When the teacher introduces the new Embedded Assessments, what is going through your mind? Well, there are many great reasons that English teachers assign the dreaded essay. Embedded Assessments are both good and bad, although I am leaning towards the good side.
My personal opinion depends on the prompt I am given to write about. Heroes, the last topic given, I am very passionate about. In all seriousness, heroes in our everyday lives should be the most accounted for. The only reason I liked the hero Embedded Assessment is I love and respect the heroes in my life and feel they should be given a great deal more attention than they are now given.
Embedded Assessments help improve writing skills and set up students for possible future courses. The EA also assists students in broadening their minds. If the students reach for the reasons and dig deeper into the topic, then their minds will stretch and become better. The other side of the argument may seem a less mature angle, but 900 voices on our campus would speak against you.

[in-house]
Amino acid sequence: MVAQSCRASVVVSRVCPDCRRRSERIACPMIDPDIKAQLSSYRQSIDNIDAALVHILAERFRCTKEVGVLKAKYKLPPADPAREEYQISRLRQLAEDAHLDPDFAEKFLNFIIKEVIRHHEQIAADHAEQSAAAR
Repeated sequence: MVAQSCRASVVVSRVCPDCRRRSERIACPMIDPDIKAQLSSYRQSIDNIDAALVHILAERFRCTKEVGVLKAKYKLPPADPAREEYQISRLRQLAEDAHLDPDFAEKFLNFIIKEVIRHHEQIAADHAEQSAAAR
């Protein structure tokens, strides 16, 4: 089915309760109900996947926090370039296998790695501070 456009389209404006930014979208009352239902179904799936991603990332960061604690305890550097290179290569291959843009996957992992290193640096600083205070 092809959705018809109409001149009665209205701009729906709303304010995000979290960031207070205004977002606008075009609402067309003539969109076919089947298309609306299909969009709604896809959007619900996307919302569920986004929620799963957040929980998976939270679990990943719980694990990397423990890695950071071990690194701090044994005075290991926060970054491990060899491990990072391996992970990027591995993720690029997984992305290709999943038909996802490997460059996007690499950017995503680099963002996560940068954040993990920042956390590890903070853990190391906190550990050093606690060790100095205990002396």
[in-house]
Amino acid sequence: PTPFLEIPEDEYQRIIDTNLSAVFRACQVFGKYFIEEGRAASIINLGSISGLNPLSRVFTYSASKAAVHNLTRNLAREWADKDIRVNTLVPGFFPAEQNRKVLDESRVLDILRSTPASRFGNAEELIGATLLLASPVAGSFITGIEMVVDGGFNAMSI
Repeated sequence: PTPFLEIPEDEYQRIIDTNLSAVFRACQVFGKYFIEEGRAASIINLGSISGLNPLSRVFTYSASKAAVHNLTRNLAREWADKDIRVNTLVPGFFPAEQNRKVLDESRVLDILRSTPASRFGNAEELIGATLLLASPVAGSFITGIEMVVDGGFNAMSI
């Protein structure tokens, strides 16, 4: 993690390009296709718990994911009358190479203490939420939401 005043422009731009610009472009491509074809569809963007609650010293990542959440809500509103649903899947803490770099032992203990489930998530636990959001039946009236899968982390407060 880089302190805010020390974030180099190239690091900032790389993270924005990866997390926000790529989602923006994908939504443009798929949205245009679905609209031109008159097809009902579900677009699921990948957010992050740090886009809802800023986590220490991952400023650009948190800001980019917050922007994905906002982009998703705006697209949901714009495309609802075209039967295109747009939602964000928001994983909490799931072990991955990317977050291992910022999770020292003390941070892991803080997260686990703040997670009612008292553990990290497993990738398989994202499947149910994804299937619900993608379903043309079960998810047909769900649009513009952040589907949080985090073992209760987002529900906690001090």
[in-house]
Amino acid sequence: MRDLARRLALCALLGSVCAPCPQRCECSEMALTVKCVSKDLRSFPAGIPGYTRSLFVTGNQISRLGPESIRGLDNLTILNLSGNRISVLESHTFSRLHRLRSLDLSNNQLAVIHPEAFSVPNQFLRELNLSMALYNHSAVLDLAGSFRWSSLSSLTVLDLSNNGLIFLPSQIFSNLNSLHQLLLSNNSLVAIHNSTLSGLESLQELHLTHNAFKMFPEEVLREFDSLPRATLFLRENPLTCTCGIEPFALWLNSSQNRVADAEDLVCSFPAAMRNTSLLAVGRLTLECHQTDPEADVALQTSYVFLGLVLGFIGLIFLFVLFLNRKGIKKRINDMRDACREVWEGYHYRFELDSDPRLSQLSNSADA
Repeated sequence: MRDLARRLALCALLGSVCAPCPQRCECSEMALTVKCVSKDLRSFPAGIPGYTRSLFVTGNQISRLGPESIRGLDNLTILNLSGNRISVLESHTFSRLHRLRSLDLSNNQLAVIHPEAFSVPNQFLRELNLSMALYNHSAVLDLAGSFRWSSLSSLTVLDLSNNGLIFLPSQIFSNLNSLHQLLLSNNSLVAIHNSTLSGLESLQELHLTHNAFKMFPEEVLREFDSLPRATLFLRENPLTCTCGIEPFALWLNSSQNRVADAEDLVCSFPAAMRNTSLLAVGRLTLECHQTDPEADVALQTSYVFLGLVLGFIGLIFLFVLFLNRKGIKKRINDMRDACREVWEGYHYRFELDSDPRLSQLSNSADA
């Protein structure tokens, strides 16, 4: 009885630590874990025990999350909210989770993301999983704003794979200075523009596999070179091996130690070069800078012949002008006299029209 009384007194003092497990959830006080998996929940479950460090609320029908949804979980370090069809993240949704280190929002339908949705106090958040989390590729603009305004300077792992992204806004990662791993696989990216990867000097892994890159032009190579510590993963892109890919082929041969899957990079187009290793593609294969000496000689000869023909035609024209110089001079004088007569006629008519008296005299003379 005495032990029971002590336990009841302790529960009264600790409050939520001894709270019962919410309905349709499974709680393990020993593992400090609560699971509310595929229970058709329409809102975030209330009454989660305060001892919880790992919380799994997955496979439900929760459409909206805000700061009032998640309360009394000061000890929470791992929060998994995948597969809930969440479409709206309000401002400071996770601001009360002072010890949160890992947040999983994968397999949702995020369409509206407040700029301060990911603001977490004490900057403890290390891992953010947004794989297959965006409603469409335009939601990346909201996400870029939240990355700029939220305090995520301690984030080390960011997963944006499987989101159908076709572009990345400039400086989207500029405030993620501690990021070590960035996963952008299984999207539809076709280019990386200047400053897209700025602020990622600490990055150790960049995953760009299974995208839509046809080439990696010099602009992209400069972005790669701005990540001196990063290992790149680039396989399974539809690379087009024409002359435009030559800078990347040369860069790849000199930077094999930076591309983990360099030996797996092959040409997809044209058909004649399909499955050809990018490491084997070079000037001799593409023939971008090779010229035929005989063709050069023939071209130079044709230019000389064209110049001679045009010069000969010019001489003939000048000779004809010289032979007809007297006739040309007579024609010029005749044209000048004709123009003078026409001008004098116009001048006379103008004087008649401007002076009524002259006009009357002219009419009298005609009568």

When I asked Brynn Gudmundsen what she thought of the Embedded Assessment she said, “I hate them.” This may seem short sided, but Brynn backed up her opinion with the words, ”[It is a] long process with a lot of work.”
I am very certain that most of eighth grade is here at Greenfield Junior High would agree with Brynn. The EA seems like a very long, very boring, extremely useless waste of time. To add to that, it seems like it has NO real world application whatsoever. All of this can be countered, though, with a perspective focused on the future and both eyes looking forward.
By: Tessa Geigle
Photo Credits: Memedroid